CONSISTENT success at competition is every competitor’s goal, but this will only happen if the horse is healthy and happy.
Providing an ideal combination of training and the correct ‘fuel’ (nutrients) to support that work in an environment that caters for the horse’s innate behavioural needs, will go a long way to achieving that goal.
The forced break in this season’s competition schedule has provided a unique opportunity to reassess what we do with our competition horses.
Now is the time to learn about new developments and try out different techniques to improve the life and performance of our willing equine partners who jump, gallop and dance at our behest.
Centuries of careful selection of thoroughbreds and warmbloods alike, has produced a superlative athlete in the horse, but in our desire to harness and develop this, we all too often compromise their health and welfare.
Nutrition has a massive impact on health and performance. Yet the diet and feeding regime can be the main cause of problems, such as developmental bone disorders, gastric ulceration, allergic respiratory disorders, acidosis, colic and laminitis; all performance limiting at best, and life threatening at worst. Simply varying the types of cereal-based concentrates fed has not always been the answer but that is all set to change.
Solving the issue
Eclipse Feeds have two new all-fibre feeds:
These feeds are helping to solve many of the diet-related problems in growing and mature performance horses. Both feeds have been scientifically formulated using high quality ingredients, are cereal free and highly digestible. To appreciate why these feeds are so good we must look at the digestive capability and feeding habits of the horse.
The trickle feeding habit of the horse is ideally suited to a high-fibre diet which stimulates saliva production and delivers a moist, well-buffered bolus to the stomach. We capitalise on the fact that soluble carbohydrates, protein and fat are enzymatically digested in the foregut, while the structural (fibre) part is fermented in the hind gut, thereby delivering nutrients in readily accessible forms. The skill in feeding comes with balancing these and matching the diet with requirements, while maintaining digestive health.
Over-reliance on foregut digestion of high amounts of cereal (fast-release energy from starch in cereals), can lead to rapid and persistent peaks in plasma insulin. Hyperinsulinemia (high insulin) negatively affects the production of some hormones that are important for the development of cartilage to bone and this is one of the major causes of developmental orthopaedic diseases (DOD).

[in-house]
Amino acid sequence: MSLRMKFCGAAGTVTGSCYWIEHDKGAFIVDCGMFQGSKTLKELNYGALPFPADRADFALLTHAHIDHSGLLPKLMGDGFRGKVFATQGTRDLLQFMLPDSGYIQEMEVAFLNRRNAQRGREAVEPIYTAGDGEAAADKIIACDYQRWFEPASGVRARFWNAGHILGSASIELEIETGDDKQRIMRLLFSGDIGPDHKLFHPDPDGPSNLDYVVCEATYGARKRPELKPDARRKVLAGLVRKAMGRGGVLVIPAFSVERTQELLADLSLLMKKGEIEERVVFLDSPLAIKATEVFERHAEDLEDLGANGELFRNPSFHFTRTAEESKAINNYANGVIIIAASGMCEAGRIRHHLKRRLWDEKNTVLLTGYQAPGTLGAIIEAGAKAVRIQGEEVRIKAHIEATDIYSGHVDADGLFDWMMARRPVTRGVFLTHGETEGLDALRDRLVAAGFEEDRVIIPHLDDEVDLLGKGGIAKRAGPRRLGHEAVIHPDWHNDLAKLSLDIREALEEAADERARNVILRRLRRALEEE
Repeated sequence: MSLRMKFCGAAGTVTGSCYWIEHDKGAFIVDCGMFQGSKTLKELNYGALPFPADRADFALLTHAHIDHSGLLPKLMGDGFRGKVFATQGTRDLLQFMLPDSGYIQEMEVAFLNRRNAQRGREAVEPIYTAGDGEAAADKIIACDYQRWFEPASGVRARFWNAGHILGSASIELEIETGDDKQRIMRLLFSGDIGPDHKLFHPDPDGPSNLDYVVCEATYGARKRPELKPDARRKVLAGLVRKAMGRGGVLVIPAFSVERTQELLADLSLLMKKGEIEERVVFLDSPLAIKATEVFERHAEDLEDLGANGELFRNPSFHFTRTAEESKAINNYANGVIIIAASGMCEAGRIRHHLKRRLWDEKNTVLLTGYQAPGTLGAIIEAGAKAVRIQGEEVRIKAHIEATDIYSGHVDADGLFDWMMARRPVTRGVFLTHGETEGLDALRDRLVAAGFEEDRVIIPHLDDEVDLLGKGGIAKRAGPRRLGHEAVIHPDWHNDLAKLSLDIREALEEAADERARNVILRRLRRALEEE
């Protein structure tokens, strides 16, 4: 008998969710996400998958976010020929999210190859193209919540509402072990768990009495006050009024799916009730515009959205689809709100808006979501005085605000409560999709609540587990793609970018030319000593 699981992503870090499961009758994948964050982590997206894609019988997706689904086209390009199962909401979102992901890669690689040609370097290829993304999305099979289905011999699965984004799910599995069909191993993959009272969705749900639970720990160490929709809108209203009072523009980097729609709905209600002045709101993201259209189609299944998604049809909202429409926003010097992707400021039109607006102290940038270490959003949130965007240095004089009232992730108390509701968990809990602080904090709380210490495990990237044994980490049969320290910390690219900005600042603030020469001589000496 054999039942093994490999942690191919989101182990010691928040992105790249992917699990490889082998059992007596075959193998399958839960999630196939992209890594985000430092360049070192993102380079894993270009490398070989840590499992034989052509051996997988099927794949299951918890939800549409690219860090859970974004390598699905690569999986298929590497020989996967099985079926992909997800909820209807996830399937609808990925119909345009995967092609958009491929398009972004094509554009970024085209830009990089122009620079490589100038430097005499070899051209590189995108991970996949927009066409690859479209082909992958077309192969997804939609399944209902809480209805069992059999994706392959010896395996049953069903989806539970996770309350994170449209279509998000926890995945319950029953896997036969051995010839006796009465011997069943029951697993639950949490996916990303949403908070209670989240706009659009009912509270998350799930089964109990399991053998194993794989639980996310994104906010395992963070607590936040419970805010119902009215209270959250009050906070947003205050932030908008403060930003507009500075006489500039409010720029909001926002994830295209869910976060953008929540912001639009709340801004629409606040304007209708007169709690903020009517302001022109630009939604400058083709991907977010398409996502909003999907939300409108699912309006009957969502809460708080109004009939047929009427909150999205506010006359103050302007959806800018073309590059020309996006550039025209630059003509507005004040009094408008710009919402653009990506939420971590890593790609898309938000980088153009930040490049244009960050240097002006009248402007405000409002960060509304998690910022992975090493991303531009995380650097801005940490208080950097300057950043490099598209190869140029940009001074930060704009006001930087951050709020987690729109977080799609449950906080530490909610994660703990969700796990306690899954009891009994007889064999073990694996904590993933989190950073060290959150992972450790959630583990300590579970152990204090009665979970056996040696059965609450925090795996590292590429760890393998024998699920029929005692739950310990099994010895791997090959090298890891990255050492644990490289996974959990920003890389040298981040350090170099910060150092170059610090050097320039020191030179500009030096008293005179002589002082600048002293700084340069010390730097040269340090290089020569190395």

Meal feeding cereals also leads to dumping of rapidly fermented starch into the hindgut where it alters microbial profiles and fermentation end products all of which can precipitate acidosis, colic and laminitis. Even if your foal is growing rapidly or your performance horse is working very hard, feeding lots of cereals will expose it to these risks. The only way you can fix this is to reduce or eliminate the insulin stimulating cereals from the diet.
Early growth and development of any living thing will set the scene for future life, so for those young animals in our care, it is essential that we give them a good start. The economic advantages of producing mature foals and yearlings for sales is clear, but contrary to popular opinion and traditions it is no longer necessary to feed high levels of cereals to achieve maximum growth rates.
A recent study, carried out at the Royal Agricultural University in Gloucestershire UK, under the guidance of Dr Meriel Moore-Colyer tested the performance of the Eclipse Foal to Yearling TMR against a conventional cereal-based stud cube when fed to two groups of thoroughbred foals.
The growth rates of 1kg per head per day were equal for both groups and measurements such as wither and hip height, heart girth, and observation of joint growth and behaviour were all more favourable for the TMR group. The fibre diet did not produce big-bellies in the foals, often a concern that discourages owners from feeding fibre to young stock.
Accompanying gut health measurements in the study demonstrated that the TMR reduced acidity and lactic acid levels in the stomach and hind gut all of which translates to less gastric ulcers, less acidosis.
The palatability of the Eclipse Foal to Yearling TMR diet encouraged the foals to trickle feed and being starch-free there was no sign of (DOD) despite the fast growth rates. The development of this unique feed has now made it possible to produce well-developed animals without risking poor gut health and DOD which are the scourge of the thoroughbred young stock industry.
The other feed set to change the way we feed mature performances horses is the Eclipse Healthy Horse Fibre TMR, a unique all fibre, cereal-free feed. The energy and protein levels are equivalent to conventional ‘hard feeds’ so it provides readily available energy without the negative high-glycaemic index (GI), gut health and behavioural issues that can stem from feeding starch. The feed can be used as a complete or partial cereal replacer and the slow release energy source fuels activity for longer, so the ‘fading-effect’ seen at the end of a race or jumping round is reduced.
The challenges of meeting the demands of modern equestrian activities are great, but feeding to meet these demands while maintain a healthy horse has just got easier. You are what you eat and so is your horse, you owe it to your equestrian partner to do the best for them and that best is to feed highly digestible fibre.
Further information available from:
Eclipse Feeds Ltd
Tel: +35321 4775592